Wireless networks around the world are about to get a much-needed security refresh with the news that the WPA2 standards governing safety are being renewed.
WPA2, which has been protecting virtually all wireless devices in use today, will soon be retired after nearly two decades, after the Wi-Fi alliance, an industry body made up of the likes of Microsoft and Qualcomm, announced a new wireless security standard – WPA3.
One of the biggest advantages of WPA3 is the way it protects public, open Wi-Fi networks – the ones you see in cafes or airports. These are usually open and unencrypted, which means whoever uses them is quite vulnerable to snooping and data theft.
WPA3 will solve this problem by employing individualized data encryption, which will scramble the connection between any two devices on the network.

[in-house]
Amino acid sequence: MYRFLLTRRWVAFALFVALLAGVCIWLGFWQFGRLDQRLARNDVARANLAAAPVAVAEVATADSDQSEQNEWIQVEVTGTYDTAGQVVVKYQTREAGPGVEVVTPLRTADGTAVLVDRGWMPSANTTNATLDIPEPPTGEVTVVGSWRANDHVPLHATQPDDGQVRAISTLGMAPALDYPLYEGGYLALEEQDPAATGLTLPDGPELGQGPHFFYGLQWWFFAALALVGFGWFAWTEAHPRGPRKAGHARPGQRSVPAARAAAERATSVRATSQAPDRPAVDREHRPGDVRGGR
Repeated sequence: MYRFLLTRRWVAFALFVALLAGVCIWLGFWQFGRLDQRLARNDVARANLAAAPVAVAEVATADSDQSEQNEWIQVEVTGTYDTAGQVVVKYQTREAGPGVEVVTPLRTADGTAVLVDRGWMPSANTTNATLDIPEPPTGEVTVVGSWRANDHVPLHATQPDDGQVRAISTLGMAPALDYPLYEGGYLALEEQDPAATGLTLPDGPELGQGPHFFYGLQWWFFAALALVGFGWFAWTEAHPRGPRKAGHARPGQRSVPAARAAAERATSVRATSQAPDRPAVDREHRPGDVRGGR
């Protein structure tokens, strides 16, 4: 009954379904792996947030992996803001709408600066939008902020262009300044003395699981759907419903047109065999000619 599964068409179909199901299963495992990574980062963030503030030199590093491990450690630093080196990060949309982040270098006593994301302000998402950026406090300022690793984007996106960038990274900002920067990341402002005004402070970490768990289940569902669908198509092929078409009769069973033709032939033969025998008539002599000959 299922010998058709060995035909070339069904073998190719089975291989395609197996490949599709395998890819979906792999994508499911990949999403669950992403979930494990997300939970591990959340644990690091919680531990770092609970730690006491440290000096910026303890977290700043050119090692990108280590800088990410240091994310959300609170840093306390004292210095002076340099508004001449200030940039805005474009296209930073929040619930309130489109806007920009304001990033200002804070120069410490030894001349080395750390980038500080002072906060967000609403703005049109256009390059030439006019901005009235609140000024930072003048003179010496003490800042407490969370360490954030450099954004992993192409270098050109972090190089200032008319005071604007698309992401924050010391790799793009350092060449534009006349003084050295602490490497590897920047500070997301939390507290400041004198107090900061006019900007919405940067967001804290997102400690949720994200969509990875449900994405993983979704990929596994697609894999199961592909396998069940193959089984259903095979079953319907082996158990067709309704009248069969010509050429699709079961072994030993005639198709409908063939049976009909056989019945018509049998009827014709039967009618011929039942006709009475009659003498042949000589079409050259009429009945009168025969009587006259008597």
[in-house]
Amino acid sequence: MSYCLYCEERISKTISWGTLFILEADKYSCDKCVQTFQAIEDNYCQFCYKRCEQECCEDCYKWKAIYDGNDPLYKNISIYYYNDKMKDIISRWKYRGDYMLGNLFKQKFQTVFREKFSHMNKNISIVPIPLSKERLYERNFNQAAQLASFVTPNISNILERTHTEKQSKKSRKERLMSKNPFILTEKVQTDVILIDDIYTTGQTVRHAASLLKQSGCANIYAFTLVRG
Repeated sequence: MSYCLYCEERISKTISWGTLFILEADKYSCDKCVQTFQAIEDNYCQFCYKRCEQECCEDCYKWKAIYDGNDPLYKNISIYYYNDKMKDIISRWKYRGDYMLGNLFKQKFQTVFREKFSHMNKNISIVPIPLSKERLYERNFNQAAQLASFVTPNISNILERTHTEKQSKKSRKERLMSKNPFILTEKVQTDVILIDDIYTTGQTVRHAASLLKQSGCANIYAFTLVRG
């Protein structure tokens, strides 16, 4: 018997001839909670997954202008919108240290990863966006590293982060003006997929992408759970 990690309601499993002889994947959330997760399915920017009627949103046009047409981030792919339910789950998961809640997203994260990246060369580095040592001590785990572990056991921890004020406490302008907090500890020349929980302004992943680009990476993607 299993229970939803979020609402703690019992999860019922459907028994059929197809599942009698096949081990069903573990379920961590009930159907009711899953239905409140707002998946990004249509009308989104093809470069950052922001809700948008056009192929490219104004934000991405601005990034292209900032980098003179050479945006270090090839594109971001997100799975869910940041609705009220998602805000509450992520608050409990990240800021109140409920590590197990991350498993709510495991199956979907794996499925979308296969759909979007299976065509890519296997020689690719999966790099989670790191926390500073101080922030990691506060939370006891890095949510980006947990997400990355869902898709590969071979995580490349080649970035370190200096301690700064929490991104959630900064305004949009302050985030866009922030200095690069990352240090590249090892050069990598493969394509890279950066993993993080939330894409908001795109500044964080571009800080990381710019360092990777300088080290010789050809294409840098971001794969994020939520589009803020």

WPA3 will also eliminate the possiblity of brute-force dictionary attacks. Basically, an attacker could sit on your Wi-Fi network and start guessing a list of possible passwords until once, eventually, he nails it.
The new protocol will limit the number of attempts you have.
Mathy Vanhoef, a computer security academic, told ZDNet WPA3 "not be vulnerable to dictionary attacks."
Public, open Wi-Fi networks have also been a pain point in security. Security experts have been constantly warning not to use such networks for private things like banking or accessing social media accounts.
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